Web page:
Top tips for tech start-ups
Published: 12 June 2019
London - it is one of the best places in the world to start or build a tech business. According to Tech Nation's 2018 report, the digital tech sector is worth nearly £184 billion to UK economy. And it's growing at a faster pace than the rest of the UK economy.
But let's not get carried away. It is estimated that 90 per cent of startups fail. So how can our entrepreneurs that innovate our market, stay in our market? There's more to it than just a good product and a well-defined market. Here are some top tips:
1. Set up the right business structure. Will you trade as a limited company, a sole trader or maybe start a partnership? There's no right or wrong here. It ultimately depends on your objectives.
The structure will ultimately determine your tax position, your responsibilities as a business owner and your asset protection. Business structuring doesn't have to be complicated to be effective. Keep it simple - and fit for purpose.
2. Contract with your business partner. It is important to regulate your relationship with your business partner. If you have set up a limited company, you may think the Articles of Association (a public document that provides for the written rules of the company and how it is run, managed and owned) is sufficient.
But you would be advised to go further (particularly where you may only own a minority stake), and prepare a Shareholders Agreement. Shareholders Agreements usually provide more intricate detail than the Articles, predominantly because they are a private document.
3. Written Contracts. We have discussed the importance of contracting with your business partner. Having written contracts with your employees, freelance consultants, customers and suppliers is also a key part of the document foundation for any scale up. Written contracts provide certainty by setting out all applicable terms and conditions relating to that subject matter (irrespective of what was said or promised outside the contract).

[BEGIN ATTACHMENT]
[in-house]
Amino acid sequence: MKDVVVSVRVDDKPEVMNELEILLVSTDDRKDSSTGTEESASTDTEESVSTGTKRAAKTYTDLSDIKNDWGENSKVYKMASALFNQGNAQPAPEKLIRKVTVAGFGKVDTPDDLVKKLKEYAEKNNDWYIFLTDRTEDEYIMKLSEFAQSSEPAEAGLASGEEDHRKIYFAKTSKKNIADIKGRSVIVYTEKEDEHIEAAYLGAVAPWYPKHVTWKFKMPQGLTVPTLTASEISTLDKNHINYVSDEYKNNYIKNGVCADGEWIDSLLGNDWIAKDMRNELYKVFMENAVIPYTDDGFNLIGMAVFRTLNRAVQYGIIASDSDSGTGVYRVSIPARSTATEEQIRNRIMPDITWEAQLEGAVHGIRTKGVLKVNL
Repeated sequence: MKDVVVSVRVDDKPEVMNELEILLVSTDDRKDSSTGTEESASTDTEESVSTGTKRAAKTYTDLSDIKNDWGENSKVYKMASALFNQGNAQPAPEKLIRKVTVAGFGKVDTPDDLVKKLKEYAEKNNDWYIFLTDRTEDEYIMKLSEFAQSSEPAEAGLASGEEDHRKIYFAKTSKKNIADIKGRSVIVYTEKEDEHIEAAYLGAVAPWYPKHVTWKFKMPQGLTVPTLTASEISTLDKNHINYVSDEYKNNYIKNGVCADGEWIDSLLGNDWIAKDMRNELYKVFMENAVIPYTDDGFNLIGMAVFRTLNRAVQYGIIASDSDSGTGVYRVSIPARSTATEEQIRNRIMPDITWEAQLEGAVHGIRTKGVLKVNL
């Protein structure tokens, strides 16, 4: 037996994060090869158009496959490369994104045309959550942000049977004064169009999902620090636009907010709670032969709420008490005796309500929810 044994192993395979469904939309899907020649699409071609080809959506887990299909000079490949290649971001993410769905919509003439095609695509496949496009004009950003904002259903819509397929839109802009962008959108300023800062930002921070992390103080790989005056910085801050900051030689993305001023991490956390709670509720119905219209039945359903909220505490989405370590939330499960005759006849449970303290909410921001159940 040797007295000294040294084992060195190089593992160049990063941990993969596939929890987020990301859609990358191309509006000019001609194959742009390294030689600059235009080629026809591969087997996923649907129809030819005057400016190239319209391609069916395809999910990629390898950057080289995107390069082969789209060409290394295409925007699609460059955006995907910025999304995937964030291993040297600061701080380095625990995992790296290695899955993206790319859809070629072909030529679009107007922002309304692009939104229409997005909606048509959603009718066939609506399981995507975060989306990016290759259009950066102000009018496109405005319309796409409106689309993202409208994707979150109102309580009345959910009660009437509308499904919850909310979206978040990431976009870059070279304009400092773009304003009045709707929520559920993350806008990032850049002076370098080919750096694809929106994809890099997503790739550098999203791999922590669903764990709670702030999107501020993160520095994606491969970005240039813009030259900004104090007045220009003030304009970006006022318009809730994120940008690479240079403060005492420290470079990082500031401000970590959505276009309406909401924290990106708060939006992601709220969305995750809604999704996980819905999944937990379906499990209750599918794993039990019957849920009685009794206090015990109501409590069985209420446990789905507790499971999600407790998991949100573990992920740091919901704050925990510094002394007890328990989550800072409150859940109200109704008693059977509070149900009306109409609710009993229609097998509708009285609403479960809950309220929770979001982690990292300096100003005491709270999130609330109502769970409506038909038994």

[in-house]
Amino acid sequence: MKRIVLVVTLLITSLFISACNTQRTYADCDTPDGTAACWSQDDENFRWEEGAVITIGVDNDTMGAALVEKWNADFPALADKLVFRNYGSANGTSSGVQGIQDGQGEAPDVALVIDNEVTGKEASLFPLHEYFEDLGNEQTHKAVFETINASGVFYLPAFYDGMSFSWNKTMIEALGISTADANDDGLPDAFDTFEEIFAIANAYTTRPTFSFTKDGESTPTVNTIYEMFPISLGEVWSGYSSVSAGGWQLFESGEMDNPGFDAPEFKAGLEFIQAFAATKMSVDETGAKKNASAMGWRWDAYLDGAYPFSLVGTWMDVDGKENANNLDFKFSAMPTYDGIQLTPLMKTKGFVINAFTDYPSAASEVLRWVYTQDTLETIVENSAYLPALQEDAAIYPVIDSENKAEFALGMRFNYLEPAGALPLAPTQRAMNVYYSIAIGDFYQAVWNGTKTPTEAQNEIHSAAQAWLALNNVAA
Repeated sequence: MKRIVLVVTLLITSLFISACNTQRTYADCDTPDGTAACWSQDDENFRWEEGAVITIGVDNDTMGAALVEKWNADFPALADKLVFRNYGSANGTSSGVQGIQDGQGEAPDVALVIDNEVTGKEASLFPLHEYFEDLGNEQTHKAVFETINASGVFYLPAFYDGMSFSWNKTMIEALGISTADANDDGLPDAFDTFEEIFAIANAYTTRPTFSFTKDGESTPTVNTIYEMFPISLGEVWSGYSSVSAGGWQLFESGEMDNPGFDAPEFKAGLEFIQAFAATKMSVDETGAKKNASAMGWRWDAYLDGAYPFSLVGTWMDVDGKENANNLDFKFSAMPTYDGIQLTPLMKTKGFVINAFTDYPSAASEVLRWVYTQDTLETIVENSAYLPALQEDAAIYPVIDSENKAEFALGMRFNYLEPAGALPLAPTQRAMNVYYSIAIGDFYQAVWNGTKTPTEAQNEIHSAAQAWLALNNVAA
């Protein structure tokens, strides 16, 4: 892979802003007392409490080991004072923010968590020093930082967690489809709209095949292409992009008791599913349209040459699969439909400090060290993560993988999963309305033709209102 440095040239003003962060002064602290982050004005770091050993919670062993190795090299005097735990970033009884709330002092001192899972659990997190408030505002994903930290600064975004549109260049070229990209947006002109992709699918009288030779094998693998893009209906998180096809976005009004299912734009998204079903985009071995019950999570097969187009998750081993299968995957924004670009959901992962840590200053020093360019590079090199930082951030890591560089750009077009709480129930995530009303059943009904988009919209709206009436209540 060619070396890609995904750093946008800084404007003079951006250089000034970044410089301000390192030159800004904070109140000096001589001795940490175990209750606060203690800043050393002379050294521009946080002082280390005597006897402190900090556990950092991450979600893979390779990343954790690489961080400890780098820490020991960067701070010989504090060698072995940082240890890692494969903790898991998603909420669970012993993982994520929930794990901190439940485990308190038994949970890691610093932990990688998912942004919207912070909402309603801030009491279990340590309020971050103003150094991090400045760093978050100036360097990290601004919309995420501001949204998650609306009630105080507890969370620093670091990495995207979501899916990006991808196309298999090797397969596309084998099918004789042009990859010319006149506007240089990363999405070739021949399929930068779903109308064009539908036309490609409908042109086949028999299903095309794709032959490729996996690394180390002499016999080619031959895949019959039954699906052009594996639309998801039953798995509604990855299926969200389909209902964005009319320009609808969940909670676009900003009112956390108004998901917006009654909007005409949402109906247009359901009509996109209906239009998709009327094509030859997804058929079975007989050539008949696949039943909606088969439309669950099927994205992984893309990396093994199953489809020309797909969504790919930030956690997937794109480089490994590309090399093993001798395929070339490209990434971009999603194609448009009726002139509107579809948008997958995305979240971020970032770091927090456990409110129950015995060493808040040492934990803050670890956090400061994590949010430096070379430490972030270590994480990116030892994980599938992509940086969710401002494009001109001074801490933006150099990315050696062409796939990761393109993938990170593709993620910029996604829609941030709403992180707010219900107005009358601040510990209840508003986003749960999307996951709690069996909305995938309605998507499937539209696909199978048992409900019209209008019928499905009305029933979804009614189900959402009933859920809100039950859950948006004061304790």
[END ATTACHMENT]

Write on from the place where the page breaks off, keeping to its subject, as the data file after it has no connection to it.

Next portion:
For example, agree in a customer contract the start and end date of the contract. Recurring revenue is key for a tech business, and without an agreed contract period, your customer may be able to terminate the contract on reasonable notice, which would dent the recurring revenue of the business.
4. Intellectual Property (often abbreviated as "IP"). If you have created some new IP, check if it can be protected. IP is often the most valuable asset of a tech business and is often the most important asset for M&A deals in the tech space. It can also provide you with a source of revenue through licensing. IP can take many different forms and not every piece of IP can be protected.
Be aware of some traps - for example, public disclosure of an invention can extinguish your right to protect an invention. If in doubt, seek advice.
5. Manage your Cashflow. Cashflow is the number one reason why businesses fail and it is no different to a tech business. Don't overspend, manage your expenses carefully and keep a cash reserve for any exceptional or non-recurring expenses.
Keep your current investors happy - you never know when you may need to ask them to write another cheque.
This article was first published by Computing Magazine on 10 June 2019.
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The contents of this article are intended for general information purposes only and shall not be deemed to be, or constitute legal advice. We cannot accept responsibility for any loss as a result of acts or omissions taken in respect of this article.